I was meandering around Long Island City, gathering details on what would be my Brownstoner Queens post regarding 29th Street, when I thought I would check in on the condition of Old Ridge Road, since I’m drawn to these old routes that predate the present street grid. I’ve since started wondering, though, if this is indeed one of those routes.
The oldest reference to Old Ridge Road I encounter in my research is from very early in the 20th Century as a street running athwart the overall grid between Academy (29th) and Lockwood (30th) Streets, and Webster Avenue (37th Avenue) and Freeman Avenue (38th). It just doesn’t show up on earlier maps of Astoria, and I’m wondering if it was an original colonial trail at all, but was built as a right-of-way for the NY & Queens County Railway, which ran a surface trolley line here. I made a parallel observance in the case of Jackson Mill Road in Jackson Heights, whose remaining sections are still extant because they were part of the right-of-way of the trolley that ran to North Beach and later, LaGuardia Airport.
Though I shot my own photos of Old Ridge Road during my walk, I found this Google Street View image irresistible, since they caught it at just the right time when the old lane was devoid of parked trucks, as it usually is. In addition, look closely and you can still see some brick paving in the foreground.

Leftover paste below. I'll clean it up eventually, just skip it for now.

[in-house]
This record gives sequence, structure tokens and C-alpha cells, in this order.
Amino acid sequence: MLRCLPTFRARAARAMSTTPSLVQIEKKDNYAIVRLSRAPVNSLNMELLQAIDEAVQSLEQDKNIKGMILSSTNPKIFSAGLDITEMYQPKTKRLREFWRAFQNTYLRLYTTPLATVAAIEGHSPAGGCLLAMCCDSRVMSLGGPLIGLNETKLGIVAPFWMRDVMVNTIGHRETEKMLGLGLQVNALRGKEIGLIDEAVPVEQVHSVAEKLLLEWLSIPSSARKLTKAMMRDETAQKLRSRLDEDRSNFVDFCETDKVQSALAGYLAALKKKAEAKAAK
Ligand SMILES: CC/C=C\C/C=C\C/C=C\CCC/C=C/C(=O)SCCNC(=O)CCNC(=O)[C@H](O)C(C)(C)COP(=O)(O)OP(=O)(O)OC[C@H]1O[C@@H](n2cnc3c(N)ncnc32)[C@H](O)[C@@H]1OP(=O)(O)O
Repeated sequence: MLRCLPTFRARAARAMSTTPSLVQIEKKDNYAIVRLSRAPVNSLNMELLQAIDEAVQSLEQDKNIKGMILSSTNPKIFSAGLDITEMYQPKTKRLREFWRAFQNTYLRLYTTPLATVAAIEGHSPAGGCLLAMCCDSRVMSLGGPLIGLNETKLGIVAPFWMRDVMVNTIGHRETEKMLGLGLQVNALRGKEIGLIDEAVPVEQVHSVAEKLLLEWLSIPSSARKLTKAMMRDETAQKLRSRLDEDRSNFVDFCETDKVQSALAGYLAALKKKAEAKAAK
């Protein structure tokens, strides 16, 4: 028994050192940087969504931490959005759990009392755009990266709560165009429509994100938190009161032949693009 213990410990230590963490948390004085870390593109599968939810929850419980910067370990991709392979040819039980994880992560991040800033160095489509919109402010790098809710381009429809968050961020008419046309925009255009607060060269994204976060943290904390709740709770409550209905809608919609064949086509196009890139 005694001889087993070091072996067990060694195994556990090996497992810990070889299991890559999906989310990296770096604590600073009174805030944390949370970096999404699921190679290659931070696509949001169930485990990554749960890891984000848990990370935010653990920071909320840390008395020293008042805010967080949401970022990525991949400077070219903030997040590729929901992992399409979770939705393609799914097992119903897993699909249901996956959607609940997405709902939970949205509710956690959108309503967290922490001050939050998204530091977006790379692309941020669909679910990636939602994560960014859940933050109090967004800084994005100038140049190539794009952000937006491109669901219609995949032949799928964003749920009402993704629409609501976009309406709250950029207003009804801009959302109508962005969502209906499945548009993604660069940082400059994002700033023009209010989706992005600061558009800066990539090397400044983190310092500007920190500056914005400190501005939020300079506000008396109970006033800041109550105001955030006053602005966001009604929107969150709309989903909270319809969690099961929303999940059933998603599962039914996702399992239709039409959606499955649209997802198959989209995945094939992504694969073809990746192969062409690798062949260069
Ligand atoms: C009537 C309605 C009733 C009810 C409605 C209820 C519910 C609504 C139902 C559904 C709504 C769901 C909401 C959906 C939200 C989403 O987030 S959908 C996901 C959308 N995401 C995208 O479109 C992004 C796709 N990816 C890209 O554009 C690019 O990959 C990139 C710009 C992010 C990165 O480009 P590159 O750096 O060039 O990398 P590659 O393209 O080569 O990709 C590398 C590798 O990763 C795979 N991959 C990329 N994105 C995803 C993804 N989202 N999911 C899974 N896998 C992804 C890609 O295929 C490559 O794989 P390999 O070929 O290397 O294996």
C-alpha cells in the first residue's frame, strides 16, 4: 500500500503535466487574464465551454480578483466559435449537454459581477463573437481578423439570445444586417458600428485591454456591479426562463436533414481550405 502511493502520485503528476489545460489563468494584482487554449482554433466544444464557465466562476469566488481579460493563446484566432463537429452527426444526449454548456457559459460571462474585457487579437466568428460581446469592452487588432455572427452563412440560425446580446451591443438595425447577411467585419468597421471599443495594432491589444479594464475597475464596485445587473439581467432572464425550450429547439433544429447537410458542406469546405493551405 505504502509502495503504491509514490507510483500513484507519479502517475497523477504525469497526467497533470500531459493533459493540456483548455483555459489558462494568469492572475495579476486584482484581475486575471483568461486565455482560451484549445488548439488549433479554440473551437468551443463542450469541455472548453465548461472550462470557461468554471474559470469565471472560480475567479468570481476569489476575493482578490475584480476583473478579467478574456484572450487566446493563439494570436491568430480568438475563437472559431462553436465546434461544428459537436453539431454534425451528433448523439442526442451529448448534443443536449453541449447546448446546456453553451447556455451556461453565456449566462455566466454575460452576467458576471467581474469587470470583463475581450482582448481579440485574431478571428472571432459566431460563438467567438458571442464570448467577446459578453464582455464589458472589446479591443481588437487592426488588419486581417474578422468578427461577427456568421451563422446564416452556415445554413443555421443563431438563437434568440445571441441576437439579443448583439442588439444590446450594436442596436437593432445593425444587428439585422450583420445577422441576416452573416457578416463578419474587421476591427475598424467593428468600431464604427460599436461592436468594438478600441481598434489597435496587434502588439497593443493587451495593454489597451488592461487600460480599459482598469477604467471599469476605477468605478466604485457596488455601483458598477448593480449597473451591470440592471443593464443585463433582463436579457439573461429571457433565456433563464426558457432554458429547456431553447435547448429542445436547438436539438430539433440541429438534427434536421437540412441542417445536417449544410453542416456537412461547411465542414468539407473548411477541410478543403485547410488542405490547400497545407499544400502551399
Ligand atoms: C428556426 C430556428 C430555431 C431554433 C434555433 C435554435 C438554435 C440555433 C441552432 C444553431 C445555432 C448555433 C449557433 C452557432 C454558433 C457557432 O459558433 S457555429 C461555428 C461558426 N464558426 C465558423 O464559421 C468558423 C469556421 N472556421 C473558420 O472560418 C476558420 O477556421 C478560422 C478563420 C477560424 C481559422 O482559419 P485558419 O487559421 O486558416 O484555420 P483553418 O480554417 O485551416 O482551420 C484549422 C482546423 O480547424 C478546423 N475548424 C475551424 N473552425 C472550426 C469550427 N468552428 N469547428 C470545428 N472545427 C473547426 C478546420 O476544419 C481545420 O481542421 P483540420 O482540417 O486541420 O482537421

On a previous walk a couple of years ago I detected what I was sure was an old trolley track poking through the broken pavement. I circled it in red, but why I didn’t just walk in there and get an enhanced shot, I just don’t know. In any case, I could not find the track on my most recent walk.
A new mural showing evil clowns on the 37th Avenue end of the road.
During the week Old Ridge Road is too choked with parked cars and trucks for me to make my way all the way through. There are constant Guardians about, ever ready with the catchphrase “whutcha doin’ with the camra?”
Old Ridge Road’s orientation against the grid is most evident at 38th Avenue, where it just misses an intersection with 29th Street. The yellow aluminum-sided house on the right appears to be of considerable age.
Referring once again to Google Street View, you can see a neighboring old house facing Old Ridge Road. If this is a residence, it’s the only one on Old Ridge Road.
For me the jury is out whether ORR is a construction accommodating the NY & Queens Railway, or of it’s indeed a much older road. Perhaps a visit to the Queens Library historic photo collection on Merrick Boulevard and a look through Eugene Armbruster‘s comprehensive photo collection could settle things; I wish Armbruster’s work was uploaded online. I wish many things….